It looks like Google has got a pretty good racket going on from its search and news functionality.
According to a study by the News Media Alliance, the company made US$4.7 billion from the work of news publishers via its services in 2018.
David Chavern, the president and chief executive of the alliance, says journalists deserve a cut of that US$4.7 billion.
“They make money off this arrangement,” Mr. Chavern said, “and there needs to be a better outcome for news publishers.”
The New York Times states that the News Media Alliance believes the estimate for Google’s income is conservative.
Moreover, it does not take into account the value of the personal data the company collects on consumers every time they click on an article as well.
Speaking to the publication, Terrance C.Z. Egger, the chief executive of Philadelphia Inquirer PBC believes that the current dynamics in the relationship between the platforms and the industry are devastating.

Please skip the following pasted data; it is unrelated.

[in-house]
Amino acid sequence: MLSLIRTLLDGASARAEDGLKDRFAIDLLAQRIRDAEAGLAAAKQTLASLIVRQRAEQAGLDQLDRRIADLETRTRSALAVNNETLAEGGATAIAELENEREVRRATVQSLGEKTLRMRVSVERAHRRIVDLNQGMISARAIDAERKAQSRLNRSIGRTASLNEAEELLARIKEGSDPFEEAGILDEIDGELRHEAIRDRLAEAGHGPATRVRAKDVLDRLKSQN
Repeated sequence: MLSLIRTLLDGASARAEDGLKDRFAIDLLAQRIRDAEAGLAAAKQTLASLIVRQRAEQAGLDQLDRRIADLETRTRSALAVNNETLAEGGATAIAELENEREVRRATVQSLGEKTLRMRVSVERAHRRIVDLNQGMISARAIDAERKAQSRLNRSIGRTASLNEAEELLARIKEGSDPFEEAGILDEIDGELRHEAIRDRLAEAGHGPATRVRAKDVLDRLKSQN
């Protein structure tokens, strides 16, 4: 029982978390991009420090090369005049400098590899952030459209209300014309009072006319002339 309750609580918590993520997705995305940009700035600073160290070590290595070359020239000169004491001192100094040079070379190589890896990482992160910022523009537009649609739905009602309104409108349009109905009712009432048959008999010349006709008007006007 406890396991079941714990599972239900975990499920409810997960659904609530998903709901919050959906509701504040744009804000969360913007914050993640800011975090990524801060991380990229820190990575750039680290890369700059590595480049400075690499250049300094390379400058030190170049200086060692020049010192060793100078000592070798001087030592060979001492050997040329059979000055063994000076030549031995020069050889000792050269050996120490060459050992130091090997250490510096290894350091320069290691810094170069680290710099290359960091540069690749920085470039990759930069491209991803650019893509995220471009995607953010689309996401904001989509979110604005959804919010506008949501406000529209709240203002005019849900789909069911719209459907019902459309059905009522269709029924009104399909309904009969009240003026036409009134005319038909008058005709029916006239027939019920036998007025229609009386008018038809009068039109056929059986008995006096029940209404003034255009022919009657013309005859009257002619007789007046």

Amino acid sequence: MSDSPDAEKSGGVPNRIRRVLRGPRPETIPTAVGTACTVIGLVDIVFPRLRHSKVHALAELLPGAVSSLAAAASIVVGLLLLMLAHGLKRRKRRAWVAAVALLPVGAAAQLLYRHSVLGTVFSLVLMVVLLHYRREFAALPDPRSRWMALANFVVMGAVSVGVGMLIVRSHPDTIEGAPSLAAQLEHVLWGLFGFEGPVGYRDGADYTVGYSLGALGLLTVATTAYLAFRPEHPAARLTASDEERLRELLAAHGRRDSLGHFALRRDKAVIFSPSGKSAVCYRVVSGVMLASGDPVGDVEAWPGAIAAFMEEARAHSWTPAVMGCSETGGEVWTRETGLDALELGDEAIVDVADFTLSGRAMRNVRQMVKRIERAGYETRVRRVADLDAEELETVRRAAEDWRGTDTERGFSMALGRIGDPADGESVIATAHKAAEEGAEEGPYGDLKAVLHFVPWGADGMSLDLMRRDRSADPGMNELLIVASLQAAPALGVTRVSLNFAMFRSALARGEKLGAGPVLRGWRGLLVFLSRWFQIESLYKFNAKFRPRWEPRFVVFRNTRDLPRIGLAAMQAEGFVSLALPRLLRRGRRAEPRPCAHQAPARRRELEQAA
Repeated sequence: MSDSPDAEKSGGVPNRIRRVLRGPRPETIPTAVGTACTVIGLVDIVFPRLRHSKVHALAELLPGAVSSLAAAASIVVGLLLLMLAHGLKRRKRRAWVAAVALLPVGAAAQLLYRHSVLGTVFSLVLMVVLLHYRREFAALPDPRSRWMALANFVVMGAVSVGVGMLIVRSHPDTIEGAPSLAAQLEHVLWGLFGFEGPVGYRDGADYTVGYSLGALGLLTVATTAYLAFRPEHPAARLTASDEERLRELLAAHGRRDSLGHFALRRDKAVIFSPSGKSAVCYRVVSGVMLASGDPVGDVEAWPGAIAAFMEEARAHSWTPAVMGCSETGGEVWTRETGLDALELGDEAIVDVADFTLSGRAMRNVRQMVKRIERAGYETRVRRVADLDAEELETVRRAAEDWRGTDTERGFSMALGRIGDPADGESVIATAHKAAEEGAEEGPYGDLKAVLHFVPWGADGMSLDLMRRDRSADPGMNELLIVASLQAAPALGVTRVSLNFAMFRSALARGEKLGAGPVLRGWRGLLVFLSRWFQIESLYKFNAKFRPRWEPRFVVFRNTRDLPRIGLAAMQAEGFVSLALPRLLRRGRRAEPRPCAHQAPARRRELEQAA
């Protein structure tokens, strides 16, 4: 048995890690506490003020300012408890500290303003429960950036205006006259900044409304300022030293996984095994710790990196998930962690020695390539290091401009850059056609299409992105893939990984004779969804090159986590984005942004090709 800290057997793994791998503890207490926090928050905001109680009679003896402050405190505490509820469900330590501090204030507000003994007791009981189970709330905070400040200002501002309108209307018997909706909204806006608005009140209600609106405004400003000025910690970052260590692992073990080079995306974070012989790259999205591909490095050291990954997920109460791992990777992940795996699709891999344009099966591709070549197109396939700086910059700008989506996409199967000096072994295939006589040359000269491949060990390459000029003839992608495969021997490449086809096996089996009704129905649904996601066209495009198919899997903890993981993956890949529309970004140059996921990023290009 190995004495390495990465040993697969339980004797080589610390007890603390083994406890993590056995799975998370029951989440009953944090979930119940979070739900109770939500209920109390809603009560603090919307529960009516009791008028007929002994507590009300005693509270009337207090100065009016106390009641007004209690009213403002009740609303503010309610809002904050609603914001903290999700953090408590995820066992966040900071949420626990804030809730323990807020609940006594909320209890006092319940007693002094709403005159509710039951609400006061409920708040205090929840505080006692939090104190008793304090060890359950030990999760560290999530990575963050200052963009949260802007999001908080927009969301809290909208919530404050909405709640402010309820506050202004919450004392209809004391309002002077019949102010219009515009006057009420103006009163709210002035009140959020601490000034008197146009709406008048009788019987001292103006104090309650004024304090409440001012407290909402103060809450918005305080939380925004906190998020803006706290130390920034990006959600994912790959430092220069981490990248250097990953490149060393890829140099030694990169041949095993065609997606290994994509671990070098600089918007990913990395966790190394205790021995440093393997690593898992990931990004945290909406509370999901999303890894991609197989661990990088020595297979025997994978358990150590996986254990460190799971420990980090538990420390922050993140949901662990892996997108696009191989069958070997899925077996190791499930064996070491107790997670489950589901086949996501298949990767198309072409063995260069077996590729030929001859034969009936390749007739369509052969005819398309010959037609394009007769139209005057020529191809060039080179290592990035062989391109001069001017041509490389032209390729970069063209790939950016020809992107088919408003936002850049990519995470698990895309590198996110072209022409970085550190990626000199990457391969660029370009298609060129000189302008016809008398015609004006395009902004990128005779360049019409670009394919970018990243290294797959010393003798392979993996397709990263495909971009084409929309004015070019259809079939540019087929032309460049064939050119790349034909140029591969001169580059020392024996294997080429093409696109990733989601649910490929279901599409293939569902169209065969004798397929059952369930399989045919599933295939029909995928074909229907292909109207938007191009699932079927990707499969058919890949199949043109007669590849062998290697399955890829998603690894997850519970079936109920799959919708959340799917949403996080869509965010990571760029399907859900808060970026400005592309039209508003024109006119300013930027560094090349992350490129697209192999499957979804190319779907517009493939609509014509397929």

The study estimates that at least 40 percent of the clicks on the platform’s trending queries are for news.
Since Google does not pay for the content, it often presents the headlines from these outlets in its exact copy.
Egger believes its time tech giants like to share the revenue or for publishers to get paid for the content that they produce.
The NYT states that between Alphabet and Facebook, who are major distributors for news publishers, both of them carry more than 80 percent of external traffic to various sites.
Unfortunately, unlike the good old days where media barons controlled how their publications collected the ad income, the current state of affairs is very different.
These tech giants act like middle men, and they take a huge proportion of the revenue that is generated from ad sales.
This is why legacy businesses in the industry have been bleeding cash and are all headed for closure.
Chavern puts it quite succintly, “the big tech companies like this business, its a good business, where you write for them.”
Source: New York Times
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